For some of us, sheltering-in-place may not have a clear end in sight. For all of us, this global pandemic has tossed our plans for 2020 out the window. Now, with more time spent indoors, the lines between work and home are blurring—something that’s top of mind for many organizations trying to support both employees and customers.
This balancing act is a topic that Sarah Reed, senior director of global strategic events at Zendesk, recently tackled with leaders in customer experience from SoFi, 23andMe, and Stitch Fix. While each company faces unique challenges, everyone agreed that making a conscious effort to remember that we’re all humans trying to do our best during this pandemic can make all the difference.
With more time spent indoors, the lines between work and home are blurring—something that’s top of mind for many organizations trying to support both employees and customers.
Here’s what each business leader shared about how their organization is adapting and moving forward, and how they’re translating successes (and failures) at work into growth and progress at home.
SoFi: Keeping conversations human
Money is stressful—especially when times are tough. Talking about personal finances, building wealth, paying off debt or planning for the future can be an emotionally draining, yet necessary experience. For SoFi, an online personal finance company, having important conversations with customers is in their DNA. And when it comes to talking about money, empathy is key. “You don’t want to lose the humanity in the conversation, especially at a time like this,” says SoFi’s VP of Operations Kirk Chapman.
Patience, gratitude, and flexibility can be the glue that holds teams together and keeps them moving forward. The same holds true for how you should approach your relationship with your customers. Chapman adds, “Being able to listen to our members and predict and kind of anticipate what they’re going to ask… It’s a very, very big piece of our business—making sure that we are communicating with our customers [and making it a] first-class experience.”
23andMe: Being an ally both in and out of the office
Being an active teammate and ally to your coworkers is the foundation for life at the office. Transitioning the effectiveness of this camaraderie to digital support can be tough—but not impossible. 23andMe, a biotech company that offers DNA analysis on ancestral background and health history, creates unexpected connections through genealogy. These days, the company is also actively encouraging its employees to connect more deeply with one another.
“At 23andMe, we create these simple documents and circulate them throughout headquarters and let everybody throw in their notes of gratitude and appreciation for [different] teams,” says 23andMe’s Head of Customer Care Kent Hillyer. The documents are then sent off to their respective departments, where team members are encouraged to read these notes of encouragement whenever they’re having a tough day.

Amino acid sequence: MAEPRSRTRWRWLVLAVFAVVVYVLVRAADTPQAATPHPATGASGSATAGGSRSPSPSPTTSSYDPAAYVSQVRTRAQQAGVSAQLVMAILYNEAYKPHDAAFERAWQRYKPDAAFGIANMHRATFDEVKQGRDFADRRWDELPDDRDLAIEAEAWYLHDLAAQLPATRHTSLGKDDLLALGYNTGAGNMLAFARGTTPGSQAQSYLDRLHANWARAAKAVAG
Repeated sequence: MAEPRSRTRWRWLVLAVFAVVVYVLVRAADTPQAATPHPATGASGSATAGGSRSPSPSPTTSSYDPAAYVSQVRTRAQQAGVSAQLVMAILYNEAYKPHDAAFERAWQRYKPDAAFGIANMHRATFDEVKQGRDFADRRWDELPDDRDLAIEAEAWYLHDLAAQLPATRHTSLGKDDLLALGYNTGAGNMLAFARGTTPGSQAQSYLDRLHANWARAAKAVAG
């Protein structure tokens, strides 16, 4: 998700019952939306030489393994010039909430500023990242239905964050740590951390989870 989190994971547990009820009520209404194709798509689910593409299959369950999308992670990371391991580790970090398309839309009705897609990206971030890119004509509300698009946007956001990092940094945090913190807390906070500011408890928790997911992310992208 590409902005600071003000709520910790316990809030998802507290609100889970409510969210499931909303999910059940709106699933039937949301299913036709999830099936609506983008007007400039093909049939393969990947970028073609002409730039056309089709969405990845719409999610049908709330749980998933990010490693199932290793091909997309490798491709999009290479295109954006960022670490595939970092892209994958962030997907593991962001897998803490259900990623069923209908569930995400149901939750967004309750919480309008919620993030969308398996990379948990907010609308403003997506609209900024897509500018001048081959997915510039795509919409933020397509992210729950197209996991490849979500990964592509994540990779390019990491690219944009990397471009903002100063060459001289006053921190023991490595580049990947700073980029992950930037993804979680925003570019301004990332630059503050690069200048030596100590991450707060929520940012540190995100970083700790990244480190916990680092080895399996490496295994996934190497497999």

Hillyer spoke with Reed and leaders of Zendesk’s Diversity, Equity and Inclusion team following the Black Lives Matters protests and the conversation moved beyond gratitude and appreciation for colleagues and community to allyship and what that means. As Smita Pillai, Zendesk’s global head of diversity, equity and inclusion, notes, the path forward is clear. “We are committed to investing in allyship programs, tools, and tips so that every manager in every corner of the world [at] Zendesk knows how to handle these conversations.”
Patience, gratitude, and flexibility can be the glue that holds teams together and keeps them moving forward. The same holds true for how you should approach your relationship with your customers.
“The big thing is encouraging people to get involved,” Hillyer adds. “I think a lot of people are afraid sometimes to say something because they just don’t quite have the right words… We’re not worried about that right now. What we’re worried about is action and ideas and moving things forward.”
The key is to focus on building programs and initiatives that contribute to actual change—not performative statements with no real substance behind them.
[Related read: Stop for a CX moment—actionable advice from industry leaders]
Stitch Fix: Using data to minimize friction
For Stitch Fix, data is everything. The online personal styling service sends members personalized packages of clothing, shoes, and accessories based on customer insights and preferences. When building out these wardrobe selections, Stitch Fix places a huge amount of emphasis on the science behind customer data. Knowing that, it’s no surprise that for Andrea Frangadakis, Stitch Fix’s director of strategy and business operations, and Robyn McCardel, strategic insights manager, a well-rounded data set is invaluable.
“[There’s a] wealth of insight we can get from our interactions with our clients, and our ticket data really represents a potential friction point in their experience,” Frangadakis says. Utilizing customer data to predict and solve customer issues before they even have a chance to emerge makes it much easier to keep your business on track. “It can represent an opportunity to build a relationship with a client. Our goal is to leverage that data and that insight to help inform a more holistic experience.”
“We have trust in our agents that they are going to make the right decisions, and that they know what’s best for the client,” adds McCardel. At a time when not knowing what the future holds has become the norm, minimizing friction and offering a smooth customer experience can make a major impact on how your customers perceive you.